Day For Night introduced winter with an onslaught of stimulation.
Day For Night created a great deal of anticipation with an announcement of the return North American performance of electronic music phenom – Aphex Twin. This shed a spotlight on the southern American epicenter of Houston, TX, known more famously for rap music and barbecue rather than cutting-edge music festivals.
While other festivals claim to cater to alternative tastes, Day For Night separated itself by including a number of renowned art installations alongside its list of progressive music. With a weekend filled with highlight performances, Day For Night’s combination of music and art welcomed various tastes with a hospitality only found in America’s biggest state.
In order to house the four indoor/outdoor stages and the number of art exhibitions, promoters ‘Free Press Houston’ utilised the vast campus of the defunct Barbara Jordan Post Office situated right in the middle of downtown. The venue would prove to be the perfect locale as the ground level hosted a large indoor warehouse stage and three outdoor stages. The entire second floor was dedicated to art and provided an escape from the weather as much as the music. This allowed festival goers a chance to immerse themselves in some of the larger installations.
Harboring most of the attention and space was undoubtedly St. Petersburg’s artistic collective ‘Tundra’. Their large room was filled with intricately placed lasers, creating a torrential downpour of light and complete with soundscapes of a fierce thunderstorm. Also, on the second floor, was United Visual Artists’ captivating exhibit ‘MusicaUniversalis’. Situated in a separate room, the line to enter the installation was constant and lengthy and for good measure. With a pitch-black room, a row of planets are orbited each by two light sources and sound tracked by synths of varying frequencies. UVA described its exhibit as “A spatial instrument that investigates the resonances from far away objects in our solar system”.
While enclosed in a separate wing and requiring an online ticketing system, Björk Digital was a multi-room immersion into the mind of Icelandic singer and visionary – Björk. Throughout 5 areas, guests are taken through a virtual reality tour of picturesque landscapes, celestial backgrounds and even interactive anatomical competition with Björk’s signature high-pitched vocals as your narrator. Self-indulgent to say the least, Björk Digital showcases the singer’s creative vision of her work in all angles, colors, and perspectives, giving you several messages to decipher.
Although the art exhibitions are an integral part of the festival, Day For Night prides itself on creating a musical line-up that is as engaging as its installations. From rap, indie rock, electronic to avant-garde, Day For Night truly had something for everyone. Friday’s festivities started off with a bang as ‘Welcome to Houston’ showed the many tourists the city’s claim to fame – chopped and screwed rap music. The group consisted of Houston’s perennial flame-bearers of the genre – Mike Jones, Paul Wall, Bun B, and Z-Ro. Stepping up next on the main outdoor stage was none other than bass-virtuoso Thundercat. His brand of psychedelic, overreaching jazz rock gave the early crowd a taste of the musicianship many critics have been lauding in recent years. Plying their trade inside the large warehouse indoor stage, were the downtempo, ambient wizards of San Francisco – Tycho. Scott Hansen and company transported the ‘Blue Stage’ to a desert caravan as their hypnotic brand of emotive cadence evoked fervor among the crowd.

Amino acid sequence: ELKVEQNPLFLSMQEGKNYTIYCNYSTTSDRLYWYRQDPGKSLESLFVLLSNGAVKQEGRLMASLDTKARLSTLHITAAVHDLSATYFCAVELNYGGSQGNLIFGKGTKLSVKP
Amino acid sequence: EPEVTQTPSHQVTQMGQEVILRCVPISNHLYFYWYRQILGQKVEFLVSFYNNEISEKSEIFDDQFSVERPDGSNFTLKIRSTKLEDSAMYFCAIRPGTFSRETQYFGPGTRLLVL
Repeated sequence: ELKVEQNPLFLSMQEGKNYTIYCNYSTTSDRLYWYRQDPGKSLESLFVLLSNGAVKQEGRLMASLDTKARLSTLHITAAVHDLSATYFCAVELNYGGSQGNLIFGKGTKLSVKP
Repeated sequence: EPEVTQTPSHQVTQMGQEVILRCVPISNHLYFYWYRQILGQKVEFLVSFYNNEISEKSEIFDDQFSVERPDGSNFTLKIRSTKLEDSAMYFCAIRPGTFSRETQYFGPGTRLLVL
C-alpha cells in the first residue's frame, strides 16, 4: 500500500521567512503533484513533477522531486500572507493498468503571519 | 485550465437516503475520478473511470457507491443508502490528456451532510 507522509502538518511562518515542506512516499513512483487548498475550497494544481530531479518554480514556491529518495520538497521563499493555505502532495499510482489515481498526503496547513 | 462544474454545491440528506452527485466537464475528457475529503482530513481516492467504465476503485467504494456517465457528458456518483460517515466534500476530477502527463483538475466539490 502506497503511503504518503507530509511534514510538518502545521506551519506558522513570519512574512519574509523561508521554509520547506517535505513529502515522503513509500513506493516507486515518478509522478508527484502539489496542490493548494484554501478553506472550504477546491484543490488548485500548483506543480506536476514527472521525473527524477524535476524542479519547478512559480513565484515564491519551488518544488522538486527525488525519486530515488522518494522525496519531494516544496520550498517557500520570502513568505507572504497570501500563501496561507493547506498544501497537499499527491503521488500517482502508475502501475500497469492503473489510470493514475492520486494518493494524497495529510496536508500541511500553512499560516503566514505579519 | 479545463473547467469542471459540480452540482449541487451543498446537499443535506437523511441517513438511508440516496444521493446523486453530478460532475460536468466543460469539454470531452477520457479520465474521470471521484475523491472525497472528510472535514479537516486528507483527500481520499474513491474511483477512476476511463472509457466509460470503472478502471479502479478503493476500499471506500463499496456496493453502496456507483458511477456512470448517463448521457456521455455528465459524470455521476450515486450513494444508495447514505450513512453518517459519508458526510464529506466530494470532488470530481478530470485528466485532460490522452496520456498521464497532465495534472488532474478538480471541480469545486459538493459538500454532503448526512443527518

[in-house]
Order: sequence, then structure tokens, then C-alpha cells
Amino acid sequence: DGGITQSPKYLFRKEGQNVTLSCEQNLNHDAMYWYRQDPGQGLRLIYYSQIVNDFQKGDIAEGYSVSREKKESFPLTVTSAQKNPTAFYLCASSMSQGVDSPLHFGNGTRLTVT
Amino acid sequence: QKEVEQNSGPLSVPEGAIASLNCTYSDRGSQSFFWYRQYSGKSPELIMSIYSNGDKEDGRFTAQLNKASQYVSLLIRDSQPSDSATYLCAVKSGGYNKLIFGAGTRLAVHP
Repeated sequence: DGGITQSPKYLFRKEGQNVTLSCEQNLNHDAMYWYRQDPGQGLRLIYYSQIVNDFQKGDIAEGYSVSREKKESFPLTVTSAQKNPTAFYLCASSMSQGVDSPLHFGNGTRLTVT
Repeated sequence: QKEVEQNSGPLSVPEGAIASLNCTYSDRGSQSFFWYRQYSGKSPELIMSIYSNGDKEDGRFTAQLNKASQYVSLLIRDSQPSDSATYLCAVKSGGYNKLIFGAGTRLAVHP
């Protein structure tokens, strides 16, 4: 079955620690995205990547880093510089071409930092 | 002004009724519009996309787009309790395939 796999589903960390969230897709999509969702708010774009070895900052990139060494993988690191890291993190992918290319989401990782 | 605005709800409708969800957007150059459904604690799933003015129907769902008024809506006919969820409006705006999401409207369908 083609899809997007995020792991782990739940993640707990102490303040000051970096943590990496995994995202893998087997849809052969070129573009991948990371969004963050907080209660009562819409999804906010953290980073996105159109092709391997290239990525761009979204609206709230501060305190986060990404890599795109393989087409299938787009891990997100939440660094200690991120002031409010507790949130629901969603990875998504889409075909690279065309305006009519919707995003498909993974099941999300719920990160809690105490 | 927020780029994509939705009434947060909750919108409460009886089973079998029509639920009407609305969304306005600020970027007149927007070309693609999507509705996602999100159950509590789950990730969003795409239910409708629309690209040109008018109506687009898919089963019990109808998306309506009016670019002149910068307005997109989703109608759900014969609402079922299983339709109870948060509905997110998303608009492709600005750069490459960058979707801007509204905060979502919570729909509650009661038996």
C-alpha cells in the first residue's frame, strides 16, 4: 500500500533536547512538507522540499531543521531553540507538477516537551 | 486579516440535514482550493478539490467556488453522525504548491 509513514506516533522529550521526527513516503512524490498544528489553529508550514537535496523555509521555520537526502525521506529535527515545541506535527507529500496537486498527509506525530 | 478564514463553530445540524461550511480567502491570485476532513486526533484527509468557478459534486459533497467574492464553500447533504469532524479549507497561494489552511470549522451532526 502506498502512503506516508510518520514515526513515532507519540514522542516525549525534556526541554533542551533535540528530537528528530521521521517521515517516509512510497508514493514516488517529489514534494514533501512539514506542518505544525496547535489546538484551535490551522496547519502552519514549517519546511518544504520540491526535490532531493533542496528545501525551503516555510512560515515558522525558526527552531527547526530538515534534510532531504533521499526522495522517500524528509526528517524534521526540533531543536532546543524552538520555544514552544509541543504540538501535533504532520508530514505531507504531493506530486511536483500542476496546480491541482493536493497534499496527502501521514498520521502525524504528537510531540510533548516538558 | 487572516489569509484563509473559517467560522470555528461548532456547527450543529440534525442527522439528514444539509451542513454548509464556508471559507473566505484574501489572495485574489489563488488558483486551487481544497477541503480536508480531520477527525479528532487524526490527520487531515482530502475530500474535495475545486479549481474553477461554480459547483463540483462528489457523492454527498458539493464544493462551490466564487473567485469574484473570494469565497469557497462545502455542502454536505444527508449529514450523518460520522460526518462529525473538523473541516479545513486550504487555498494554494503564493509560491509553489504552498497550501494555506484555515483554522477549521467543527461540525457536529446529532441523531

The headliner this night was the immortal Aphex Twin and, having advertised his North American return performance months in advance, many were anticipating his “second-coming”. From heavy bass, dubby tones, and hard techno; Aphex Twin’s performance spanned his 2 decade-long career and served a refreshing set that transpired many genres and was seductive enough to introduce a heavy rain storm mid-set. The crowd thinned as a result but nevertheless Richard impressed in his return to the stage.
The sudden drop in temperature on the last day of the festival did deter some from returning but highlighted the endurance of the art and music faithful. Again highlighting Los Angeles-based jazz musicians, Kamasi Washington graced the main stage with his saxophone and large collection of backing musicians.Washington is a relative newcomer to the festival circuit, presenting a brand of improvisational bebop to an unassumingly younger crowd that might not have been introduced to the genre otherwise. Another purveyor of experimental music, Unknown Mortal Orchestra embraced the wind and performed a high-energy set across the festival on the Green stage. Their melody-driven variety of psychedelic garage rock played well to the crowd’s open ears. Returning to his hometown and headlining the Green stage was Houston’s own Travi$ Scott. Having no regard for his health, Scott performed several songs shirtless and with flame visuals as his background, the intensity of his show demanded submission to his multiple requests for “jumping and moshing.” Day For Night served as a fitting homecoming celebration for the rap star as his album ‘Birds in the Trap Sing McKnight’ reached number one on the Billboard 200 back in September.
Day For Night focuses on the growing attention to the arts within the millennial community and capitalizing on the enthusiasm and curiosity for new talent. Although the line-up was electric in its own right, the concept of having other forms of digital and visual media adds a spectrum to a tired formula of LED screens and pyrotechnics seen at most other festivals. Day For Night’s eagerness to push boundaries with their curation and festival experience must be commended and hopefully others in the industry will take note as to what will define your festival as unique and worthwhile.